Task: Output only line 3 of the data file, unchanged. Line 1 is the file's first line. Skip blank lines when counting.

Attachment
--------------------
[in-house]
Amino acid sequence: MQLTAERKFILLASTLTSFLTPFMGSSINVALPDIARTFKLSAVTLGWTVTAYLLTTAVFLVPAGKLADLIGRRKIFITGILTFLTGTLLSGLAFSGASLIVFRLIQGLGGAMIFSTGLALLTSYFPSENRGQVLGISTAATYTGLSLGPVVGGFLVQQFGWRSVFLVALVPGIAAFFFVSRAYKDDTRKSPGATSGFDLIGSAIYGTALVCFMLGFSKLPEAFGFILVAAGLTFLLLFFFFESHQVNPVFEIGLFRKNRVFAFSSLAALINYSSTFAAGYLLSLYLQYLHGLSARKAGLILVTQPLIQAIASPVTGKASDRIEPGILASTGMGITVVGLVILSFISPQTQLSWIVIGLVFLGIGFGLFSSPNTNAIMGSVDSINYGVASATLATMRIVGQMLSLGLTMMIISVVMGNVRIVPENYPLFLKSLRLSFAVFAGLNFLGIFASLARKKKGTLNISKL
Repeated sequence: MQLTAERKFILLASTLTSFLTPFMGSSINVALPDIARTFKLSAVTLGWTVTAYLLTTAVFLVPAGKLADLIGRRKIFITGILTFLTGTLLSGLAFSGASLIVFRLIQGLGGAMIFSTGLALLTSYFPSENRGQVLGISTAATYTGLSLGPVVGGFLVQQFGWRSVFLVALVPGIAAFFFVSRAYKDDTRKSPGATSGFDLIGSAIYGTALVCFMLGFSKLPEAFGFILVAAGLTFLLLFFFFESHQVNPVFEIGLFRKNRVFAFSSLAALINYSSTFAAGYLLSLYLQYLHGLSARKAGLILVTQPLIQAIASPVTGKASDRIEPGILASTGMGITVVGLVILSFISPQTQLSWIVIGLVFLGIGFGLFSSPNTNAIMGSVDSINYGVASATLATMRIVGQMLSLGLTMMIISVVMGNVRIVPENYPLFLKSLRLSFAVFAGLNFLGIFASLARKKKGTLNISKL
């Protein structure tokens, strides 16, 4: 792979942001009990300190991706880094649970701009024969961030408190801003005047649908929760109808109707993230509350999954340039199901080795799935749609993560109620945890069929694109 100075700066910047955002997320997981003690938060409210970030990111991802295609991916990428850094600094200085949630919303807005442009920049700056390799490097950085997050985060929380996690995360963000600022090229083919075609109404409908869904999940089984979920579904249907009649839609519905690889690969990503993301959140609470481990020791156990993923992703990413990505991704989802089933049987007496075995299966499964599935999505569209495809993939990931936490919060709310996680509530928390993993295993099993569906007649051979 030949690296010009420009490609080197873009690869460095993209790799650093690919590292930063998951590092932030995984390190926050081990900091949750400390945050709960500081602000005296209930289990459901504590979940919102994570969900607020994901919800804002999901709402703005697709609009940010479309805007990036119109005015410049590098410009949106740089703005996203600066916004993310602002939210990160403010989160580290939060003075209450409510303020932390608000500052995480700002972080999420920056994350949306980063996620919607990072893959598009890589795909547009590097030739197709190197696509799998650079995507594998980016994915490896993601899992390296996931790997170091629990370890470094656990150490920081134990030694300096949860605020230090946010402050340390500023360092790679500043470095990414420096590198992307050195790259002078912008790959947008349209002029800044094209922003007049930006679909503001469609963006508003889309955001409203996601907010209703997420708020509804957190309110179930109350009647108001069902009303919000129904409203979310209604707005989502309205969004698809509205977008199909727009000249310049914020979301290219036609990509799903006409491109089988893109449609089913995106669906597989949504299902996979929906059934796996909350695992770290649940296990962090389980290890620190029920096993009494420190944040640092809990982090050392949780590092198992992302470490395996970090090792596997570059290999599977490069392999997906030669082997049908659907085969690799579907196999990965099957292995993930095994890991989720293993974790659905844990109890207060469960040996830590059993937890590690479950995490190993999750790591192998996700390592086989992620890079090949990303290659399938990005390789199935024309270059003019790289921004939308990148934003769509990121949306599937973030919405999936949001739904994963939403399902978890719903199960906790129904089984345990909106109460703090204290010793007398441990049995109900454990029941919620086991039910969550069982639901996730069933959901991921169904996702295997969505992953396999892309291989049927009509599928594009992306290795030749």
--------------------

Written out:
Repeated sequence: MQLTAERKFILLASTLTSFLTPFMGSSINVALPDIARTFKLSAVTLGWTVTAYLLTTAVFLVPAGKLADLIGRRKIFITGILTFLTGTLLSGLAFSGASLIVFRLIQGLGGAMIFSTGLALLTSYFPSENRGQVLGISTAATYTGLSLGPVVGGFLVQQFGWRSVFLVALVPGIAAFFFVSRAYKDDTRKSPGATSGFDLIGSAIYGTALVCFMLGFSKLPEAFGFILVAAGLTFLLLFFFFESHQVNPVFEIGLFRKNRVFAFSSLAALINYSSTFAAGYLLSLYLQYLHGLSARKAGLILVTQPLIQAIASPVTGKASDRIEPGILASTGMGITVVGLVILSFISPQTQLSWIVIGLVFLGIGFGLFSSPNTNAIMGSVDSINYGVASATLATMRIVGQMLSLGLTMMIISVVMGNVRIVPENYPLFLKSLRLSFAVFAGLNFLGIFASLARKKKGTLNISKL